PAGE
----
Rangers stumble but remain upright
Taking two out of three in New York eases pain of sloppy play in potential clincher
NEW YORK -- The New York Yankees delayed any transfer of American League hardware on their hallowed home field with a 7-2 victory in Game 5 on Wednesday.
The Bronx Bombers touched up C.J. Wilson early, benefitting from his initial wildness and a one-play fit of sloppy fielding before clocking back-to-back homers in the third. It enabled the defending champs to build a 5-0 lead and finally to end a game at Yankee Stadium in front of a cheering, chanting packed house as opposed to the empty one of the previous two nights.
For the Texas Rangers, Game 5 veered from the smart and steady game they'd shown in the first two here. Disappointed that the early slip and no clutch hits among 13 -- 11 off starter CC Sabathia -- prevented a second postseason champagne-and-ginger ale celebration, the bigger picture wasn't lost on the club.
The Rangers went to New York and conquered their goal, taking two of three to head home in control of the series.
"We like where we're at right now," Rangers third baseman Michael Young said. "Never satisfied, obviously, we would have loved to have closed it out tonight and that's the way we approached this game. Effort-wise and energy-level-wise, we wanted to close it out tonight. But, it didn't work out and we'll take it back to our place on Friday night and get after it there."
The Rangers, who suffered their first road loss after winning their first five away from Arlington this postseason, have two more chances to capture the franchise's first AL pennant. For ultimate comfort, they know that if they can't finish the job Friday night behind Game 2 winner Colby Lewis, awaiting for Saturday's Game 7 is the ultimate postseason hammer in lefty Cliff Lee.
If there are reasons for concern, two come to mind: The Rangers allowed their razor focus to waver, and the health of outfielder Nelson Cruz, who is hitting .353 in the series. Cruz left the game in the fifth inning after feeling tightness in his left hamstring, a recurring nemesis that twice landed him on the disabled list.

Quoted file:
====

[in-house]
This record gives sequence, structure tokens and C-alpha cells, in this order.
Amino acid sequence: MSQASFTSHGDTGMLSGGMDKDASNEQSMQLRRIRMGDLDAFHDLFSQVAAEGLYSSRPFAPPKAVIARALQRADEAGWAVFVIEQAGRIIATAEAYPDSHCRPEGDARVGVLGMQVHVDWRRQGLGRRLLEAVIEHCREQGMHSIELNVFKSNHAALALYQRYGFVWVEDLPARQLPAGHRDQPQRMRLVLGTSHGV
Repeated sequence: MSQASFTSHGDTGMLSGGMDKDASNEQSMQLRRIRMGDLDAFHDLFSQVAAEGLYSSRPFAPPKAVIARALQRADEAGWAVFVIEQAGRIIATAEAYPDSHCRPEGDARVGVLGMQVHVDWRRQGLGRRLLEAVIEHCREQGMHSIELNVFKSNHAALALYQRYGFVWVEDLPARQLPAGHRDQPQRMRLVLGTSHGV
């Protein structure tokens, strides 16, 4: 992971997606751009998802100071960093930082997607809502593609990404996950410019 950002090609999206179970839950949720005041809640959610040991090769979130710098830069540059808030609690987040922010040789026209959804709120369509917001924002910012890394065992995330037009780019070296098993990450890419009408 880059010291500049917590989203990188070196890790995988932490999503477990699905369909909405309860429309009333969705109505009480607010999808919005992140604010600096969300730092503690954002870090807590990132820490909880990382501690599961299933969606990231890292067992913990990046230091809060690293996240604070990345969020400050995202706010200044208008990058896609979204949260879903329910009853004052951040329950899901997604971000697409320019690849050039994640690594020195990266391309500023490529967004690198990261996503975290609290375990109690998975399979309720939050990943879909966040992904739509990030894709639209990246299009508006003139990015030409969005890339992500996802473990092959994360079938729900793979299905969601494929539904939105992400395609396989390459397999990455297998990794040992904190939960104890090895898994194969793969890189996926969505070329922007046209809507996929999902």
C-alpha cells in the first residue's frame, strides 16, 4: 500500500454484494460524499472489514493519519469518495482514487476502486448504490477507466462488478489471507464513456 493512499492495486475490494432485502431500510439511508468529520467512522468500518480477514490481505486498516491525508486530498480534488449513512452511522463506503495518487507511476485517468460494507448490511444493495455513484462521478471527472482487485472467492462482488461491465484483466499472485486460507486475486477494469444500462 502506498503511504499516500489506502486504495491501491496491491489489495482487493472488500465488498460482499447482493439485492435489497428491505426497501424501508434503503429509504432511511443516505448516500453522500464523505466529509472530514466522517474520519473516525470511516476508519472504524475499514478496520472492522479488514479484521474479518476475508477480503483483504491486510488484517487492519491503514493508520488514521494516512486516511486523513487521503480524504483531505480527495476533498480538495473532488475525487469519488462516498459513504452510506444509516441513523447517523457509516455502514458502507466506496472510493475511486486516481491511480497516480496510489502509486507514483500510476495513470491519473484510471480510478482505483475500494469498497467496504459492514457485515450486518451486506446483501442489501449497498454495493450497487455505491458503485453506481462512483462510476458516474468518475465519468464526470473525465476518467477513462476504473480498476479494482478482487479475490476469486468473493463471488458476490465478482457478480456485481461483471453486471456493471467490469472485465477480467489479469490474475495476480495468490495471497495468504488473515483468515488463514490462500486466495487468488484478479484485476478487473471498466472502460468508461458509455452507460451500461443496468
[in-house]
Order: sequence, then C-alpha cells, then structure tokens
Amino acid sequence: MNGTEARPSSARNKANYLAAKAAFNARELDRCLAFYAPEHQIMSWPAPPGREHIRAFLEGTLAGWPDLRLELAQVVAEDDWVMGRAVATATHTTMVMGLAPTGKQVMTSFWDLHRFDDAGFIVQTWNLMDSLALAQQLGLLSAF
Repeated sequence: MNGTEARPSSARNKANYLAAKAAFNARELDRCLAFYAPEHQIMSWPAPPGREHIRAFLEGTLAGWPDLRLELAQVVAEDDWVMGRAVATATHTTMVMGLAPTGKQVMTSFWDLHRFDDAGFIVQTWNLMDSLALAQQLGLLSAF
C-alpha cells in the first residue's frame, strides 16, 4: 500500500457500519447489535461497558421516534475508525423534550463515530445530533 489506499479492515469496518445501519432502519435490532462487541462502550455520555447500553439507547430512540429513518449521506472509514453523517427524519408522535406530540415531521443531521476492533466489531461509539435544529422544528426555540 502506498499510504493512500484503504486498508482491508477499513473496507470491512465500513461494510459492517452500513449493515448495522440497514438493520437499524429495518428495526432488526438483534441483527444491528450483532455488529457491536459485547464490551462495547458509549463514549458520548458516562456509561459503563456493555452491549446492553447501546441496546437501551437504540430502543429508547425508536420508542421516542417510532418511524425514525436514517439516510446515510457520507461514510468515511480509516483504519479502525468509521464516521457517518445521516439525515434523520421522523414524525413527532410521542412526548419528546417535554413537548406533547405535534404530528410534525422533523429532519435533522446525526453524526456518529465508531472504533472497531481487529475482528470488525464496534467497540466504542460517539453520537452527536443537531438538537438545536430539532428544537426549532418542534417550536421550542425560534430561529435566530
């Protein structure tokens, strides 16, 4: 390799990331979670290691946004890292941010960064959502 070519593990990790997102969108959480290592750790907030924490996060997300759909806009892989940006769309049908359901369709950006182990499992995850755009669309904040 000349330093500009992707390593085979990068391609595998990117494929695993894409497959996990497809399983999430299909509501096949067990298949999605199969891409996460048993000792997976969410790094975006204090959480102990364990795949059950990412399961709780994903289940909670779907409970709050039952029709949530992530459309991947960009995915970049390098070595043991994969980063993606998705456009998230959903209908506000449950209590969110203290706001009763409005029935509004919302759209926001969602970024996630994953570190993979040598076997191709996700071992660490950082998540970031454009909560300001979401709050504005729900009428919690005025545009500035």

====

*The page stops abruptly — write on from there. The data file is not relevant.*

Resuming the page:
"We all came in and that was the first order of business, asking Nellie how he was doing," Young said.
Cruz eased any fears by pronouncing himself fine and ready to go for Game 6. He said manager Ron Washington pulled him down 5-0 and with the mercury dropping on a blustery evening to assure he would be a player Friday night.
Cruz couldn't pinpoint when he tweaked the hamstring. He guessed it must have been in the second inning when he launched a throw home to make a play on Alex Rodriguez, who scored the Yankees' first run standing up.
The wheels came off early for Wilson, who walked Rodriguez and Lance Berkman in the second and then gave up consecutive one-out, run-scoring singles to Jorge Posada and Curtis Granderson. It was Granderson's single to right that rattled the Rangers.
Right fielder Jeff Francoeur scooped the hard-hit ball as Lance Berkman chugged around third and headed home. Francoeur tried to get Posada heading to third. The throw was a little off-line and skipped past Young at third and off the facing of the Rangers' dugout.
Posada headed home, but Wilson had backed up the play and could have gotten the out at the plate if his throw hadn't sailed over catcher Matt Treanor's head. That's all the Yankees needed to grab their largest lead of the series and one that Sabathia, Kerry Wood and Mariano Rivera wouldn't relinquish.
"That was the only run they got because we made a mistake," manager Ron Washington said. "The rest of the runs they got, they earned. They are capable of doing that. They won. It's a seven-game series and you play baseball until you can't play anymore."
Although down early, the Rangers had chances against Sabathia to get back in it. But they left runners in scoring position in the second, third, fourth and fifth innings.
Most painful was the sixth, when they loaded the bases with one out. Treanor, who had homered to make it 5-1 in the fifth, made it 6-2 on a fielder's choice before Sabathia got rookie Mitch Moreland looking to end the inning.
Then with one out in the seventh and Josh Hamilton at the plate, Wood picked Andrus off second to ruin any shot of a rally. Andrus was caught leaning because was going to try to steal third, a plan he admitted made little sense in that situation.
"Who would have thought we'd come in here and sweep the Yankees? Nobody," said Hamilton, who singled in the first but didn't reach base the rest of the game. "We came in here and got two out of three. We're excited about that. We still did well as an offense. We had more hits than they did; we just didn't do it when we had guys in scoring position."
So the Rangers come home, where they're 1-3 this postseason, feeling optimistic. They believe the clutch hits will come and any lapses will be put to rest.
And they said they have one more bit of motivation. After celebrating the AL West title in Oakland and the ALDS clincher in Tampa, they know the AL pennant can now be won only in front of the home fans.
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